(Forsyth County, GA) In nearly every survey of its kind, Forsyth County is cited as the most affluent county in Georgia. Yet, the county’s wealth does not keep many residents, including children, from society’s ills.
The variety of issues students, especially those in high school, face today was addressed this week by Superintendent Dr. Jeff Bearden during the April 12 Forsyth County School Board work session. Bearden spoke to board members about the hardships the students, and schools, are dealing with daily.
“The kids are under a lot of stress during the pandemic, including vaping, alcohol and drugs,” said Bearden. “We have 53,500 students in the system and the reality is some kids don’t know where they are going to sleep, and I’m not talking just a handful,” he said.
In a lengthy interview with NewsBreak, Forsyth County Student Support Director Dr. Kimberly Bennett confirmed Bearden’s statement.
“We currently have 729 homeless students, and we’re seeing an uptick,” she said.
Bennett said the school district works with community partners, such as The Place of Forsyth County and Browns Bridge Church, to offer support for those who don’t have a home. According to its website, The Place of Forsyth was founded in 1975 by four Dominican nuns. Forty years later, The Place provides the community with financial assistance, clothing, food, and educational opportunities. The group also works with Focus on Forsyth, which helps needy households through school referrals.
“If the children don’t know where their next meal is coming from, they can’t focus on their education,” Bennett said.
She said some schools have food pantries, and the system has a homeless liaison to help the children further.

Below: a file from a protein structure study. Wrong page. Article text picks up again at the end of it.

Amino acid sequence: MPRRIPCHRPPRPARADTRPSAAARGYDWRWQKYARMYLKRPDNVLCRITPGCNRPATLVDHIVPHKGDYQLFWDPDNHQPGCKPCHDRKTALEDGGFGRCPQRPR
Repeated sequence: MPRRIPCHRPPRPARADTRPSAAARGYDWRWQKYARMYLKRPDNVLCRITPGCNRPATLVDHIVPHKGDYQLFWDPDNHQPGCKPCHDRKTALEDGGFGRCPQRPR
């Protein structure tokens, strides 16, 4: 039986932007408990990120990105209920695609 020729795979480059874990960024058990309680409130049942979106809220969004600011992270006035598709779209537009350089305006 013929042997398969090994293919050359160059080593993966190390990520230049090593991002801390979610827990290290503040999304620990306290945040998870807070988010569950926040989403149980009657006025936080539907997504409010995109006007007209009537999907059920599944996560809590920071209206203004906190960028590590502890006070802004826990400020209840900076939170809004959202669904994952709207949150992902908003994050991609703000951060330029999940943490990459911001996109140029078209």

Homelessness, however, is not the only issue the school system has dealt with during the pandemic. School offici
als have noticed an increase in drug and alcohol abuse. Also, during the past two years, as with adults, the pandemic has taken a toll on students’ mental health.
“People are now anxious, and we’re trying to help them,” Bennett said. “We have student advocacy specialists in our eight high schools that help monitor children from when they enter our education to when they leave.”
Bennett said a mental health coordinator even helps students after they graduate.
The Forsyth County school system has added training and expertise to help battle the pandemic’s effects. In addition, the system has added teen mental health specialists to deal with issues facing the county’s teens.
“Teachers have said if they had just had this information, they could have further aided the students,” Bennett added.
Forsyth County Schools is also the only district in the state to provide mindfulness training.
“It helps students focus on the present and self-regulate what you can control,” she said.
If you can get a student to focus on the present, Bennett added that you’re more equipped to deal with any suicidal tendencies.
According to the CDC, in 2020, suicide was the second leading cause of death for people ages 10-14 and 25-34.
Through the variety of programs offered in the schools and community, Bennett said connectivity is the key to helping students and adults.
“We’re not here to judge; we’re here to help,” said Bennett.
If you have a news tip in Forsyth County, contact John Thompson at firstname.lastname@example.org